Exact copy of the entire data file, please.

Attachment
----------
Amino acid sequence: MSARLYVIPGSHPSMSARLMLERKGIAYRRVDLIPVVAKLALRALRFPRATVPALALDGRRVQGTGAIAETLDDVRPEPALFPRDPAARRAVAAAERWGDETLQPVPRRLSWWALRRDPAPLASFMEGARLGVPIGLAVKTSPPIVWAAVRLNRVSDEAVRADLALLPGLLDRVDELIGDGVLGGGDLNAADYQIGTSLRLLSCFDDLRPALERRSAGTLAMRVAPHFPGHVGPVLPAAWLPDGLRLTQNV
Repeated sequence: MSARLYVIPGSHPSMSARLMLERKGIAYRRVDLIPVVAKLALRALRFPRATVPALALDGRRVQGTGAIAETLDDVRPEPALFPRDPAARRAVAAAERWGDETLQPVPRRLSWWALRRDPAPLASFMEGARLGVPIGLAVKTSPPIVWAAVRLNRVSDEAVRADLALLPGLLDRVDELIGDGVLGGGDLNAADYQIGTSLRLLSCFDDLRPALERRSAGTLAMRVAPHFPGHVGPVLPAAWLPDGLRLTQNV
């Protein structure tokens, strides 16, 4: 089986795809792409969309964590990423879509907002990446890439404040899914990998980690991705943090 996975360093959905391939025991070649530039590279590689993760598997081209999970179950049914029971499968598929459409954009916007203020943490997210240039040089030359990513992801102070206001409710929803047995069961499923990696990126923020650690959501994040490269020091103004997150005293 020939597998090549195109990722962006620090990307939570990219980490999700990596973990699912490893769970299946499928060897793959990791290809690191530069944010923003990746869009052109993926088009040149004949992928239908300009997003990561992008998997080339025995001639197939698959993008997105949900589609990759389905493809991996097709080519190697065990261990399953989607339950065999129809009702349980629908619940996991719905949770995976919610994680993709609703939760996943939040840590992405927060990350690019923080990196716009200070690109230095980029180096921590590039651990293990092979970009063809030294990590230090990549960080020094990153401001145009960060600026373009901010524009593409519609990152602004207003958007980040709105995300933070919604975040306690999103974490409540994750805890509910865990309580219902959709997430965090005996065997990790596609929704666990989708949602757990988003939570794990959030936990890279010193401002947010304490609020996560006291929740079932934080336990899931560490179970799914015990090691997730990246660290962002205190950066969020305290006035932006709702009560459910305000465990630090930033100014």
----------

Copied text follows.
Amino acid sequence: MSARLYVIPGSHPSMSARLMLERKGIAYRRVDLIPVVAKLALRALRFPRATVPALALDGRRVQGTGAIAETLDDVRPEPALFPRDPAARRAVAAAERWGDETLQPVPRRLSWWALRRDPAPLASFMEGARLGVPIGLAVKTSPPIVWAAVRLNRVSDEAVRADLALLPGLLDRVDELIGDGVLGGGDLNAADYQIGTSLRLLSCFDDLRPALERRSAGTLAMRVAPHFPGHVGPVLPAAWLPDGLRLTQNV
Repeated sequence: MSARLYVIPGSHPSMSARLMLERKGIAYRRVDLIPVVAKLALRALRFPRATVPALALDGRRVQGTGAIAETLDDVRPEPALFPRDPAARRAVAAAERWGDETLQPVPRRLSWWALRRDPAPLASFMEGARLGVPIGLAVKTSPPIVWAAVRLNRVSDEAVRADLALLPGLLDRVDELIGDGVLGGGDLNAADYQIGTSLRLLSCFDDLRPALERRSAGTLAMRVAPHFPGHVGPVLPAAWLPDGLRLTQNV
């Protein structure tokens, strides 16, 4: 089986795809792409969309964590990423879509907002990446890439404040899914990998980690991705943090 996975360093959905391939025991070649530039590279590689993760598997081209999970179950049914029971499968598929459409954009916007203020943490997210240039040089030359990513992801102070206001409710929803047995069961499923990696990126923020650690959501994040490269020091103004997150005293 020939597998090549195109990722962006620090990307939570990219980490999700990596973990699912490893769970299946499928060897793959990791290809690191530069944010923003990746869009052109993926088009040149004949992928239908300009997003990561992008998997080339025995001639197939698959993008997105949900589609990759389905493809991996097709080519190697065990261990399953989607339950065999129809009702349980629908619940996991719905949770995976919610994680993709609703939760996943939040840590992405927060990350690019923080990196716009200070690109230095980029180096921590590039651990293990092979970009063809030294990590230090990549960080020094990153401001145009960060600026373009901010524009593409519609990152602004207003958007980040709105995300933070919604975040306690999103974490409540994750805890509910865990309580219902959709997430965090005996065997990790596609929704666990989708949602757990988003939570794990959030936990890279010193401002947010304490609020996560006291929740079932934080336990899931560490179970799914015990090691997730990246660290962002205190950066969020305290006035932006709702009560459910305000465990630090930033100014």